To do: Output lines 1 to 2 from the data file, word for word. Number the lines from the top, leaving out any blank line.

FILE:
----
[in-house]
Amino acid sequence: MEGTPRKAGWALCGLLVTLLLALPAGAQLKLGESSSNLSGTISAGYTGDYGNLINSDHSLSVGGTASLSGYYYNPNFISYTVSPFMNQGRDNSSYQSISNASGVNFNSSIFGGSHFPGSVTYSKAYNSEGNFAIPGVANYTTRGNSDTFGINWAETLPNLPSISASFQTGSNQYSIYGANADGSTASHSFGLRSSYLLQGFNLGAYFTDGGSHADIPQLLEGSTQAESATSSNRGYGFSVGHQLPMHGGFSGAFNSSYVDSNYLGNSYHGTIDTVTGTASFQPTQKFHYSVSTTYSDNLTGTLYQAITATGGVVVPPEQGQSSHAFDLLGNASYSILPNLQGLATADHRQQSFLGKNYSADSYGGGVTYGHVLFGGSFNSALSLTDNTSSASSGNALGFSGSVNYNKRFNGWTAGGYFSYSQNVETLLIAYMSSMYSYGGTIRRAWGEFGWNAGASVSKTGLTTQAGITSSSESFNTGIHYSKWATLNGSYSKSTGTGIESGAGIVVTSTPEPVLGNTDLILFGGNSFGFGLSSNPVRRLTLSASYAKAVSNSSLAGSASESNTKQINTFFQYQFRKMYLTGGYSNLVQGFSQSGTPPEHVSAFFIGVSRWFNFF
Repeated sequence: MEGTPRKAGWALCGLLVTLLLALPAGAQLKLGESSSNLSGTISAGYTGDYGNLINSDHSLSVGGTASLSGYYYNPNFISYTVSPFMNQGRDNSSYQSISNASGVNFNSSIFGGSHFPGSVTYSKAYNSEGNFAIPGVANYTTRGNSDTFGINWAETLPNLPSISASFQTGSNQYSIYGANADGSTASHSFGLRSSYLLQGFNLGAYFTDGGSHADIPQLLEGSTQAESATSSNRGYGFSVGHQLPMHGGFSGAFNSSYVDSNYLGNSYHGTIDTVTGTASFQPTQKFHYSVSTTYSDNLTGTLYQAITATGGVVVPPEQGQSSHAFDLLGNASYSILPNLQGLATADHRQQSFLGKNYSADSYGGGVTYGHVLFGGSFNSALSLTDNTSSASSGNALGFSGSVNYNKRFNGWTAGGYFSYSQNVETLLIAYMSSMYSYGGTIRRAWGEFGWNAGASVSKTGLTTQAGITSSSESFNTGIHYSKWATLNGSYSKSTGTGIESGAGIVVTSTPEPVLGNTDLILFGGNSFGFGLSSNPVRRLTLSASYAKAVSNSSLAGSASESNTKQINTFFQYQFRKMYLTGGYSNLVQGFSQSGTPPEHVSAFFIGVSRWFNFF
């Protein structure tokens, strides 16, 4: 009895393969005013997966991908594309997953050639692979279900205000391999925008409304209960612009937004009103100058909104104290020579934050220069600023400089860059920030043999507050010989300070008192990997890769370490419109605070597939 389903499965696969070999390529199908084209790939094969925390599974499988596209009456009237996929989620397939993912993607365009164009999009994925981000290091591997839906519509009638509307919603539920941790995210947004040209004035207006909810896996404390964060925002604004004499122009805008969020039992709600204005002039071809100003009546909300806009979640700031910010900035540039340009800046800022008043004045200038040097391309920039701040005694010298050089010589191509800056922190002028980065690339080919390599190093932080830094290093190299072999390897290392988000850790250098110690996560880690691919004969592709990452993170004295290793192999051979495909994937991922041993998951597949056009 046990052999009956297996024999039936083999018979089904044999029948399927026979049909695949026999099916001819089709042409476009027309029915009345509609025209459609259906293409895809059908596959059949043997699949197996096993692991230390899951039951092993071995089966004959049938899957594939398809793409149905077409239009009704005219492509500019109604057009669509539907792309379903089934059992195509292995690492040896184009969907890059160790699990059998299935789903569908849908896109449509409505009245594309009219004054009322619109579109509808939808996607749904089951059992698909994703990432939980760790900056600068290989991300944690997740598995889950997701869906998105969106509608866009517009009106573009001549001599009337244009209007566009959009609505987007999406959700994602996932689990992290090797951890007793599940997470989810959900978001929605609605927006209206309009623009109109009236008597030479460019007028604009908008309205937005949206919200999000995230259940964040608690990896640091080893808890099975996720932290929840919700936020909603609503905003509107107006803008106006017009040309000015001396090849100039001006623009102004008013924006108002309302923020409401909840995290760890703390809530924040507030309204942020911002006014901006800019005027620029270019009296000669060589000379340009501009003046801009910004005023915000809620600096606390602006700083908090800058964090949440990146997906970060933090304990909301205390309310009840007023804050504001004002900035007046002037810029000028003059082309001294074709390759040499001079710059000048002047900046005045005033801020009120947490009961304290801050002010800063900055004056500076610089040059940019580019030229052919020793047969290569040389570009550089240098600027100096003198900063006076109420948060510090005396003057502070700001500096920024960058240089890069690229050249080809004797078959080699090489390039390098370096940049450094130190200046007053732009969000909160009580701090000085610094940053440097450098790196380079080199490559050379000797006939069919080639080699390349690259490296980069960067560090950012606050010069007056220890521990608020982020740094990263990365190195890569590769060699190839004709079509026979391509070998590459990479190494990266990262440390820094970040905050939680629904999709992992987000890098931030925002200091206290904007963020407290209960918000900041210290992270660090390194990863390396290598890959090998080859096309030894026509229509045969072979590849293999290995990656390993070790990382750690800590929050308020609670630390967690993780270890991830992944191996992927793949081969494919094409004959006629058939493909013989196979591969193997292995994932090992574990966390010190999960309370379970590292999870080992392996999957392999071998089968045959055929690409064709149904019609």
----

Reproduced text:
[in-house]
Amino acid sequence: MEGTPRKAGWALCGLLVTLLLALPAGAQLKLGESSSNLSGTISAGYTGDYGNLINSDHSLSVGGTASLSGYYYNPNFISYTVSPFMNQGRDNSSYQSISNASGVNFNSSIFGGSHFPGSVTYSKAYNSEGNFAIPGVANYTTRGNSDTFGINWAETLPNLPSISASFQTGSNQYSIYGANADGSTASHSFGLRSSYLLQGFNLGAYFTDGGSHADIPQLLEGSTQAESATSSNRGYGFSVGHQLPMHGGFSGAFNSSYVDSNYLGNSYHGTIDTVTGTASFQPTQKFHYSVSTTYSDNLTGTLYQAITATGGVVVPPEQGQSSHAFDLLGNASYSILPNLQGLATADHRQQSFLGKNYSADSYGGGVTYGHVLFGGSFNSALSLTDNTSSASSGNALGFSGSVNYNKRFNGWTAGGYFSYSQNVETLLIAYMSSMYSYGGTIRRAWGEFGWNAGASVSKTGLTTQAGITSSSESFNTGIHYSKWATLNGSYSKSTGTGIESGAGIVVTSTPEPVLGNTDLILFGGNSFGFGLSSNPVRRLTLSASYAKAVSNSSLAGSASESNTKQINTFFQYQFRKMYLTGGYSNLVQGFSQSGTPPEHVSAFFIGVSRWFNFF